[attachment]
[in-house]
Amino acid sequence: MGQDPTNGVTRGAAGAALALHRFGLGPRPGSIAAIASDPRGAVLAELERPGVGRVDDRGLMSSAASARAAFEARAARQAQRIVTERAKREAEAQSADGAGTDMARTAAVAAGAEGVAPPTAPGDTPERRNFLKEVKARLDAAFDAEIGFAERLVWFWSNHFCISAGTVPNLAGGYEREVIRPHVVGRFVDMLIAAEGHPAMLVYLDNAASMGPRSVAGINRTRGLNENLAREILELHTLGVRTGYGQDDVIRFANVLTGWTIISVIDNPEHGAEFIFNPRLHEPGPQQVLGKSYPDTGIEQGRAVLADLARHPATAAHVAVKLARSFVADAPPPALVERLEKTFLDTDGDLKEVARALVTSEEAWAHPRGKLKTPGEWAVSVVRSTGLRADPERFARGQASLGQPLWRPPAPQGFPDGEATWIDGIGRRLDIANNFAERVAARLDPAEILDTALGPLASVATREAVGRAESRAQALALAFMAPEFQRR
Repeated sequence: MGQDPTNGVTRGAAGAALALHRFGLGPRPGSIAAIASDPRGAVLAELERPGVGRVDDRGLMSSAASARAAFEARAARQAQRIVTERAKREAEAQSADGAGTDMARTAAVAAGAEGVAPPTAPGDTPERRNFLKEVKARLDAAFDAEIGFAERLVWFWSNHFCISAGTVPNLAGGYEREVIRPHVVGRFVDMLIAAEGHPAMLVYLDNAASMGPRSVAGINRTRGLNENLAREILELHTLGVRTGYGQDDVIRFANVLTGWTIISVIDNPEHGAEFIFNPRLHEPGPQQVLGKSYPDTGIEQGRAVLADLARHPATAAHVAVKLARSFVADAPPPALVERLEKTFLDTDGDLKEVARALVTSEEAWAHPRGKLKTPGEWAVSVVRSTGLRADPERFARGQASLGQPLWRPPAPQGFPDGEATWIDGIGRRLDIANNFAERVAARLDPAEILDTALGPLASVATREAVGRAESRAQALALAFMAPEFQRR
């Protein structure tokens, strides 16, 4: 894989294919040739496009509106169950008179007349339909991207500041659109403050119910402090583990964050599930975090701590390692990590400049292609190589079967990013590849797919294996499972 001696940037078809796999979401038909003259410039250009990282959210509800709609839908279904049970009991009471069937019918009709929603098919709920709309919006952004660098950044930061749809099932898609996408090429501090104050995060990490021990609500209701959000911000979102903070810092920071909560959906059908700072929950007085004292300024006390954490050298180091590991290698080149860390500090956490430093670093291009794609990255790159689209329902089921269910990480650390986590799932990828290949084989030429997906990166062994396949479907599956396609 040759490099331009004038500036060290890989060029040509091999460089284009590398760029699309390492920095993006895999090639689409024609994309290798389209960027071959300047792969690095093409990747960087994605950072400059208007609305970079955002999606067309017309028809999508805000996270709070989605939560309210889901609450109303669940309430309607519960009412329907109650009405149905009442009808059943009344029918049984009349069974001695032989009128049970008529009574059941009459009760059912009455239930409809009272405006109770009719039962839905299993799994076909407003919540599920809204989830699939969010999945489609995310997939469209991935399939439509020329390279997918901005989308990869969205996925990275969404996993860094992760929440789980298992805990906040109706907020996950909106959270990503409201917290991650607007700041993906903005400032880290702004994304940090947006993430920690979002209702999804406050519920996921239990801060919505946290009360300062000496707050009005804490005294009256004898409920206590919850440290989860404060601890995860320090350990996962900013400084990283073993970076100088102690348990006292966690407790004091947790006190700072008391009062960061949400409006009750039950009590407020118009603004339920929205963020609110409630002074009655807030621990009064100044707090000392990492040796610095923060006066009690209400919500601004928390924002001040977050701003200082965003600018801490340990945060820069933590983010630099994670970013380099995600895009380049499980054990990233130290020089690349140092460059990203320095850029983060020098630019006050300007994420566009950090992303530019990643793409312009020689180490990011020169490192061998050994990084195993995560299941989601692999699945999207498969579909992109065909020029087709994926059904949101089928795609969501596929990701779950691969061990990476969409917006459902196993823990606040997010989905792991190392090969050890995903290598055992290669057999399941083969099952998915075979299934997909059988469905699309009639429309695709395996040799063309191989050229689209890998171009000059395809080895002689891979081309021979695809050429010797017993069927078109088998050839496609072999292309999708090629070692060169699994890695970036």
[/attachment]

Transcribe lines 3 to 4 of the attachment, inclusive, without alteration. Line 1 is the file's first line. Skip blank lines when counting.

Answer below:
Repeated sequence: MGQDPTNGVTRGAAGAALALHRFGLGPRPGSIAAIASDPRGAVLAELERPGVGRVDDRGLMSSAASARAAFEARAARQAQRIVTERAKREAEAQSADGAGTDMARTAAVAAGAEGVAPPTAPGDTPERRNFLKEVKARLDAAFDAEIGFAERLVWFWSNHFCISAGTVPNLAGGYEREVIRPHVVGRFVDMLIAAEGHPAMLVYLDNAASMGPRSVAGINRTRGLNENLAREILELHTLGVRTGYGQDDVIRFANVLTGWTIISVIDNPEHGAEFIFNPRLHEPGPQQVLGKSYPDTGIEQGRAVLADLARHPATAAHVAVKLARSFVADAPPPALVERLEKTFLDTDGDLKEVARALVTSEEAWAHPRGKLKTPGEWAVSVVRSTGLRADPERFARGQASLGQPLWRPPAPQGFPDGEATWIDGIGRRLDIANNFAERVAARLDPAEILDTALGPLASVATREAVGRAESRAQALALAFMAPEFQRR
């Protein structure tokens, strides 16, 4: 894989294919040739496009509106169950008179007349339909991207500041659109403050119910402090583990964050599930975090701590390692990590400049292609190589079967990013590849797919294996499972 001696940037078809796999979401038909003259410039250009990282959210509800709609839908279904049970009991009471069937019918009709929603098919709920709309919006952004660098950044930061749809099932898609996408090429501090104050995060990490021990609500209701959000911000979102903070810092920071909560959906059908700072929950007085004292300024006390954490050298180091590991290698080149860390500090956490430093670093291009794609990255790159689209329902089921269910990480650390986590799932990828290949084989030429997906990166062994396949479907599956396609 040759490099331009004038500036060290890989060029040509091999460089284009590398760029699309390492920095993006895999090639689409024609994309290798389209960027071959300047792969690095093409990747960087994605950072400059208007609305970079955002999606067309017309028809999508805000996270709070989605939560309210889901609450109303669940309430309607519960009412329907109650009405149905009442009808059943009344029918049984009349069974001695032989009128049970008529009574059941009459009760059912009455239930409809009272405006109770009719039962839905299993799994076909407003919540599920809204989830699939969010999945489609995310997939469209991935399939439509020329390279997918901005989308990869969205996925990275969404996993860094992760929440789980298992805990906040109706907020996950909106959270990503409201917290991650607007700041993906903005400032880290702004994304940090947006993430920690979002209702999804406050519920996921239990801060919505946290009360300062000496707050009005804490005294009256004898409920206590919850440290989860404060601890995860320090350990996962900013400084990283073993970076100088102690348990006292966690407790004091947790006190700072008391009062960061949400409006009750039950009590407020118009603004339920929205963020609110409630002074009655807030621990009064100044707090000392990492040796610095923060006066009690209400919500601004928390924002001040977050701003200082965003600018801490340990945060820069933590983010630099994670970013380099995600895009380049499980054990990233130290020089690349140092460059990203320095850029983060020098630019006050300007994420566009950090992303530019990643793409312009020689180490990011020169490192061998050994990084195993995560299941989601692999699945999207498969579909992109065909020029087709994926059904949101089928795609969501596929990701779950691969061990990476969409917006459902196993823990606040997010989905792991190392090969050890995903290598055992290669057999399941083969099952998915075979299934997909059988469905699309009639429309695709395996040799063309191989050229689209890998171009000059395809080895002689891979081309021979695809050429010797017993069927078109088998050839496609072999292309999708090629070692060169699994890695970036």